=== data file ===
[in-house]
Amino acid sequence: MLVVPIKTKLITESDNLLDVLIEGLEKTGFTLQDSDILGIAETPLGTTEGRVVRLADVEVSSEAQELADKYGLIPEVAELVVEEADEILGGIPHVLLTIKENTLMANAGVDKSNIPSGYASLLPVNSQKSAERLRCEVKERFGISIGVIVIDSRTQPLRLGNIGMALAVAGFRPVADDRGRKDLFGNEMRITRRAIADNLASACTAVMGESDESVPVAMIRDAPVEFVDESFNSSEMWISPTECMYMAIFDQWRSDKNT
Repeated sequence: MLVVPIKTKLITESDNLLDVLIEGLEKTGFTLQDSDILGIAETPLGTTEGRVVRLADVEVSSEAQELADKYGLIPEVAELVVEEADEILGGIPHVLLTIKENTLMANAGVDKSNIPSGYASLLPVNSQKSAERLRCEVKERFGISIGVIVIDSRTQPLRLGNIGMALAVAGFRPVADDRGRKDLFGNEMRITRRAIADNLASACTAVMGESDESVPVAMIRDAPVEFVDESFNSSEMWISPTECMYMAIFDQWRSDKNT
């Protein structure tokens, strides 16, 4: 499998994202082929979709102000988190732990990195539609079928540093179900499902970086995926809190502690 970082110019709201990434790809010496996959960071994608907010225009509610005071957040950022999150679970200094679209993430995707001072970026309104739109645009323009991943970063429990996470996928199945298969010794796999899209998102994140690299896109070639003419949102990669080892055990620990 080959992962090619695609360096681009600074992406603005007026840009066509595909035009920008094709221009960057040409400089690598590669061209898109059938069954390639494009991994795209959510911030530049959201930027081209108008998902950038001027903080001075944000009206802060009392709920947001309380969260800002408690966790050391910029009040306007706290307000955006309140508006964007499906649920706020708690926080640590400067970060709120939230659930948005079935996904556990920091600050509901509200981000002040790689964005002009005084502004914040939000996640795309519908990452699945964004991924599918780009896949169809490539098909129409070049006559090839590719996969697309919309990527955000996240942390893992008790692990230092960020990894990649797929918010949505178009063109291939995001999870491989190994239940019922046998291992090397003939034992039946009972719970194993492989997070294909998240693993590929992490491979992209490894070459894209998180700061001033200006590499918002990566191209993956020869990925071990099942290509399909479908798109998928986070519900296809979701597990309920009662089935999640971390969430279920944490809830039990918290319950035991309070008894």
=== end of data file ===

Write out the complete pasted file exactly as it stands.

[in-house]
Amino acid sequence: MLVVPIKTKLITESDNLLDVLIEGLEKTGFTLQDSDILGIAETPLGTTEGRVVRLADVEVSSEAQELADKYGLIPEVAELVVEEADEILGGIPHVLLTIKENTLMANAGVDKSNIPSGYASLLPVNSQKSAERLRCEVKERFGISIGVIVIDSRTQPLRLGNIGMALAVAGFRPVADDRGRKDLFGNEMRITRRAIADNLASACTAVMGESDESVPVAMIRDAPVEFVDESFNSSEMWISPTECMYMAIFDQWRSDKNT
Repeated sequence: MLVVPIKTKLITESDNLLDVLIEGLEKTGFTLQDSDILGIAETPLGTTEGRVVRLADVEVSSEAQELADKYGLIPEVAELVVEEADEILGGIPHVLLTIKENTLMANAGVDKSNIPSGYASLLPVNSQKSAERLRCEVKERFGISIGVIVIDSRTQPLRLGNIGMALAVAGFRPVADDRGRKDLFGNEMRITRRAIADNLASACTAVMGESDESVPVAMIRDAPVEFVDESFNSSEMWISPTECMYMAIFDQWRSDKNT
């Protein structure tokens, strides 16, 4: 499998994202082929979709102000988190732990990195539609079928540093179900499902970086995926809190502690 970082110019709201990434790809010496996959960071994608907010225009509610005071957040950022999150679970200094679209993430995707001072970026309104739109645009323009991943970063429990996470996928199945298969010794796999899209998102994140690299896109070639003419949102990669080892055990620990 080959992962090619695609360096681009600074992406603005007026840009066509595909035009920008094709221009960057040409400089690598590669061209898109059938069954390639494009991994795209959510911030530049959201930027081209108008998902950038001027903080001075944000009206802060009392709920947001309380969260800002408690966790050391910029009040306007706290307000955006309140508006964007499906649920706020708690926080640590400067970060709120939230659930948005079935996904556990920091600050509901509200981000002040790689964005002009005084502004914040939000996640795309519908990452699945964004991924599918780009896949169809490539098909129409070049006559090839590719996969697309919309990527955000996240942390893992008790692990230092960020990894990649797929918010949505178009063109291939995001999870491989190994239940019922046998291992090397003939034992039946009972719970194993492989997070294909998240693993590929992490491979992209490894070459894209998180700061001033200006590499918002990566191209993956020869990925071990099942290509399909479908798109998928986070519900296809979701597990309920009662089935999640971390969430279920944490809830039990918290319950035991309070008894």